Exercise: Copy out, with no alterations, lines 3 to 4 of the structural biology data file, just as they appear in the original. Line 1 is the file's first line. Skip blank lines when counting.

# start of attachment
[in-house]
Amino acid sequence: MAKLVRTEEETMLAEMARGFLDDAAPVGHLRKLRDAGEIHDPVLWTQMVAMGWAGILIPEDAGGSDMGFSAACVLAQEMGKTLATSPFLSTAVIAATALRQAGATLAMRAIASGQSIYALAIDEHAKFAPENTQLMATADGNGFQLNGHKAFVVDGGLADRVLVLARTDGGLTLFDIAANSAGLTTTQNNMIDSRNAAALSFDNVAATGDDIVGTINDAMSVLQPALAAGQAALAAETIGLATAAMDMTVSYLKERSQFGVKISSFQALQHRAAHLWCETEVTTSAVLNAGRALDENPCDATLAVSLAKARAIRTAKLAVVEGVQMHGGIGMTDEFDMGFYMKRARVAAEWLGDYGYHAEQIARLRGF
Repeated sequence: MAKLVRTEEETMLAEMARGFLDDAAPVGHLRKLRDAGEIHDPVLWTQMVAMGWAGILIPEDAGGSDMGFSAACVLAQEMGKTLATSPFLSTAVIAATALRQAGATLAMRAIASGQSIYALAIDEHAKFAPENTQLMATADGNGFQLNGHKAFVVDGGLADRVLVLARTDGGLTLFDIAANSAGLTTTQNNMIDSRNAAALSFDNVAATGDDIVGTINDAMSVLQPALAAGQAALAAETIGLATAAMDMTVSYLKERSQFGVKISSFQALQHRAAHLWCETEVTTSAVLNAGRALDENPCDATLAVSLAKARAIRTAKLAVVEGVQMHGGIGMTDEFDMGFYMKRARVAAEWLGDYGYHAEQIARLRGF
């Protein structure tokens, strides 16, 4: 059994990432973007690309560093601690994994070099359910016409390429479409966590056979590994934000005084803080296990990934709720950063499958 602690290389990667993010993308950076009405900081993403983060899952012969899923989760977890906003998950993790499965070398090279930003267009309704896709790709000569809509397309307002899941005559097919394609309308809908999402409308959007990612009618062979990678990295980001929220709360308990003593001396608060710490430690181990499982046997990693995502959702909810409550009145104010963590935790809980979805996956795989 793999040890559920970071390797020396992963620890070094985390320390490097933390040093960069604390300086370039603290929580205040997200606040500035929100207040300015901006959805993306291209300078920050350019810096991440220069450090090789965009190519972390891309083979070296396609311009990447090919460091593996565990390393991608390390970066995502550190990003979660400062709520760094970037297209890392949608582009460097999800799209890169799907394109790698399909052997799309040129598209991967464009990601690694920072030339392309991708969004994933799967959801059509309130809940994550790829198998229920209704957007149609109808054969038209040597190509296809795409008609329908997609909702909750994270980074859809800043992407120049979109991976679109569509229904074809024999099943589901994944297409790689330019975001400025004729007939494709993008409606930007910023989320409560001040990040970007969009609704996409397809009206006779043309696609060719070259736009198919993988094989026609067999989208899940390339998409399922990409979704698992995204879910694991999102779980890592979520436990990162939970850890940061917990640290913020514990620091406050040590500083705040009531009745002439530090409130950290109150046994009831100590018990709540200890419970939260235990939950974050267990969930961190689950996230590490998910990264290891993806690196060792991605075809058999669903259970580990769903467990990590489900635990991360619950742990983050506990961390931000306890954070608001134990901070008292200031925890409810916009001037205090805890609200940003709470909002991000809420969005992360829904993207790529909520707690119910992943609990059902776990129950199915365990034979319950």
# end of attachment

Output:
Repeated sequence: MAKLVRTEEETMLAEMARGFLDDAAPVGHLRKLRDAGEIHDPVLWTQMVAMGWAGILIPEDAGGSDMGFSAACVLAQEMGKTLATSPFLSTAVIAATALRQAGATLAMRAIASGQSIYALAIDEHAKFAPENTQLMATADGNGFQLNGHKAFVVDGGLADRVLVLARTDGGLTLFDIAANSAGLTTTQNNMIDSRNAAALSFDNVAATGDDIVGTINDAMSVLQPALAAGQAALAAETIGLATAAMDMTVSYLKERSQFGVKISSFQALQHRAAHLWCETEVTTSAVLNAGRALDENPCDATLAVSLAKARAIRTAKLAVVEGVQMHGGIGMTDEFDMGFYMKRARVAAEWLGDYGYHAEQIARLRGF
């Protein structure tokens, strides 16, 4: 059994990432973007690309560093601690994994070099359910016409390429479409966590056979590994934000005084803080296990990934709720950063499958 602690290389990667993010993308950076009405900081993403983060899952012969899923989760977890906003998950993790499965070398090279930003267009309704896709790709000569809509397309307002899941005559097919394609309308809908999402409308959007990612009618062979990678990295980001929220709360308990003593001396608060710490430690181990499982046997990693995502959702909810409550009145104010963590935790809980979805996956795989 793999040890559920970071390797020396992963620890070094985390320390490097933390040093960069604390300086370039603290929580205040997200606040500035929100207040300015901006959805993306291209300078920050350019810096991440220069450090090789965009190519972390891309083979070296396609311009990447090919460091593996565990390393991608390390970066995502550190990003979660400062709520760094970037297209890392949608582009460097999800799209890169799907394109790698399909052997799309040129598209991967464009990601690694920072030339392309991708969004994933799967959801059509309130809940994550790829198998229920209704957007149609109808054969038209040597190509296809795409008609329908997609909702909750994270980074859809800043992407120049979109991976679109569509229904074809024999099943589901994944297409790689330019975001400025004729007939494709993008409606930007910023989320409560001040990040970007969009609704996409397809009206006779043309696609060719070259736009198919993988094989026609067999989208899940390339998409399922990409979704698992995204879910694991999102779980890592979520436990990162939970850890940061917990640290913020514990620091406050040590500083705040009531009745002439530090409130950290109150046994009831100590018990709540200890419970939260235990939950974050267990969930961190689950996230590490998910990264290891993806690196060792991605075809058999669903259970580990769903467990990590489900635990991360619950742990983050506990961390931000306890954070608001134990901070008292200031925890409810916009001037205090805890609200940003709470909002991000809420969005992360829904993207790529909520707690119910992943609990059902776990129950199915365990034979319950």